• My best advice to try to avoid the ‘over-commitment’ trap comes from a parenting class. Children (like people trying to get you to agree to something) will often pressure you to make an instant decision. When you change the dialogue, and say “I’d like to think about that and get back to you”, your decision comes more from a position of power than a knee-jerk reaction. If you want to say ‘yes’, you can do it gladly. If your decision is ‘no’, those who are asking will understand that you took time to make a conscious decision and will not continue to apply pressure. And sometimes, you can find a way to say yes to part of the ask, without taking on the whole commitment.

  • In organizational strategic planning we often talk about ‘core values’ and that all thinking, planning and action should connect around these core values. I have found it helpful to understand for myself, personally, what my core values are. By identifying those ‘pillars’ that are soul-food, that we are committed to at a deeply emptional and spiritual level we have, in fact discovered, pillars to which we should dedicate and funnel our energies. These are actually energy builders! It seems the more we give the more energy and commitment we have to continue to give more. Still, it is important to give time and energy to some of the other things around you however, by understanding what your true pillars are it becomes much easier to decide what to give energy to and what you can say no to.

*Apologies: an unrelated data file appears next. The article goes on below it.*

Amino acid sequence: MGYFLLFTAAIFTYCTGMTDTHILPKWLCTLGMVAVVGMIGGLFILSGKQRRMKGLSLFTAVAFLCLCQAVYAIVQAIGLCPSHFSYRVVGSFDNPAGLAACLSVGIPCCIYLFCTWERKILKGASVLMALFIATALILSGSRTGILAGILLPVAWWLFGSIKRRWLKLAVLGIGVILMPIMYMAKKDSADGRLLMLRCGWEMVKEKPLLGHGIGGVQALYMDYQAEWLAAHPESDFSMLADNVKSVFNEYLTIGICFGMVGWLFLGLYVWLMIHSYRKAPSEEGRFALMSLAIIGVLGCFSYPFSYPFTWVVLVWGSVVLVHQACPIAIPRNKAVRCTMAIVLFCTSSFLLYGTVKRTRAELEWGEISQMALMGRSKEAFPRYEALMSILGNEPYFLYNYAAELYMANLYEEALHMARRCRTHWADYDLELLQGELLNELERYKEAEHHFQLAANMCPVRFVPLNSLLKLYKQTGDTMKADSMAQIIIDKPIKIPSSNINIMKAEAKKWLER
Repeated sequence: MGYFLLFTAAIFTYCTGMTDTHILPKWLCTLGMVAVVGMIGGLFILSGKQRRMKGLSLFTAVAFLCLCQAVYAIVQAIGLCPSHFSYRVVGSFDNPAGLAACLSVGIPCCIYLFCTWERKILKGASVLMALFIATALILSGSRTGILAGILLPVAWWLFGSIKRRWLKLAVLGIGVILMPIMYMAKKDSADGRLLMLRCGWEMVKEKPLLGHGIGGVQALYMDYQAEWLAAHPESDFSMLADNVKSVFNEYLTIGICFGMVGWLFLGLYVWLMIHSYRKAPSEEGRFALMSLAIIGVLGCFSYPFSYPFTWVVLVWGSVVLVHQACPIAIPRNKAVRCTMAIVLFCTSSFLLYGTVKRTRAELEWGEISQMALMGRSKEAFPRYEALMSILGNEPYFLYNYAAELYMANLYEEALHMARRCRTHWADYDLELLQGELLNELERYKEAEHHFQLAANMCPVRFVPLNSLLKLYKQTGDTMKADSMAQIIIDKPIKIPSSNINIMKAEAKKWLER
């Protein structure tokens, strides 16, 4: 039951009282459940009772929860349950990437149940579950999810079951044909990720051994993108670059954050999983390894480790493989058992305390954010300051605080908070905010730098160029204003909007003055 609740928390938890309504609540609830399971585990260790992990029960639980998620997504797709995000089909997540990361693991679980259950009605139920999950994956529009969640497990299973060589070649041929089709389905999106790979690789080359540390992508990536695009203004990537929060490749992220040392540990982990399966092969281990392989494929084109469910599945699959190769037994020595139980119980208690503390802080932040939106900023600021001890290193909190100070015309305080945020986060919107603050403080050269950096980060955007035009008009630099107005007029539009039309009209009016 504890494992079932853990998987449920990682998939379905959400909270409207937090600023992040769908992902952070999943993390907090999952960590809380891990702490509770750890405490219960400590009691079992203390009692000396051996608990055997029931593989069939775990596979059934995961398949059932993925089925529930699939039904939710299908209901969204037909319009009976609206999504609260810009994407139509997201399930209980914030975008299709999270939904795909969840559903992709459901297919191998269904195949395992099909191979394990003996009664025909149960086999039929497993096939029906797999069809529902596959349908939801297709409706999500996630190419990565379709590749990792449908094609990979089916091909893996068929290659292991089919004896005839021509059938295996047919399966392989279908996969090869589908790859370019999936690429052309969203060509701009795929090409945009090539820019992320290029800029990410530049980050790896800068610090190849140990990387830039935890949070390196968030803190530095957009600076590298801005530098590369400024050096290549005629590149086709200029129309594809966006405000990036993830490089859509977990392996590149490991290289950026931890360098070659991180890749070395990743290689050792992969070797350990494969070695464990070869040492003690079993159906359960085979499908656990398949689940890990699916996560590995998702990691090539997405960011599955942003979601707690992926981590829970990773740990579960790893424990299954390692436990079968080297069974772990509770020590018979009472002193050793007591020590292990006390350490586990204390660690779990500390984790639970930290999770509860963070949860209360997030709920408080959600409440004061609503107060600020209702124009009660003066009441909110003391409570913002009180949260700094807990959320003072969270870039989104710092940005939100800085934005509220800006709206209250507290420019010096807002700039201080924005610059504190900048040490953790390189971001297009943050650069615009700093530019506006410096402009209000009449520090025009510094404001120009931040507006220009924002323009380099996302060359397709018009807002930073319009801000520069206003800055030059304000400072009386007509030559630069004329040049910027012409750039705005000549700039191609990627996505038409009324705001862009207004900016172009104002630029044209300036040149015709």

• Thanks for saying it all….your comments are my exact sentiments/beliefs. I am so overwhelmed with work because I have taken on so much…missing out on weekends with my family…that now I just DON’T want to do any of it. So fed up with doing all the things that does NOT allign with my core values. Thanks for helping me set my priorities straight TODAY and only work on things that will feed my soul.

      • I can’t agree more. Of course, we all want to be liked and respected in our work. However, people pleasing behavior, a character defect of mine, does get in the way of making good decisions.

        I like the three A’s – awareness, acceptance, action

        Before I can change my patterns, I have to become aware of them. Once recognized, I need to accept that I actually do these things. Then and only then, can I spring into action – change my thinking, act even if it is difficult because of how I might be judged if my action is the next right thing to do.

  • I do this same thing, a lot. It is like I am trying to solve all the world’s problems instead of just taking care of myself first and foremost. This can cause other problems, besides just stress, it can affect your physical being. Thanks for reminding me that all I need to say is, “I will check my calendar.”

  • I too suffer from the “can’t say no and everything must be perfect” syndrom and in fact, it got so bad this summer I was near a breakdown. After much internal searching and a great counselor I have learned to put myself any my mental and physical health before anything else, work, friends etc. I highly recommend putting yourself first, the end result is a happiness that can’t be measured.

  • This is what we learn in our Yoga and Meditation class! This ancient Indian science is all about awareness of the mind. It’s about training your mind to watch your thoughts and just be a witness to it. Being aware at each step is the key. Ignore them and they will vanish.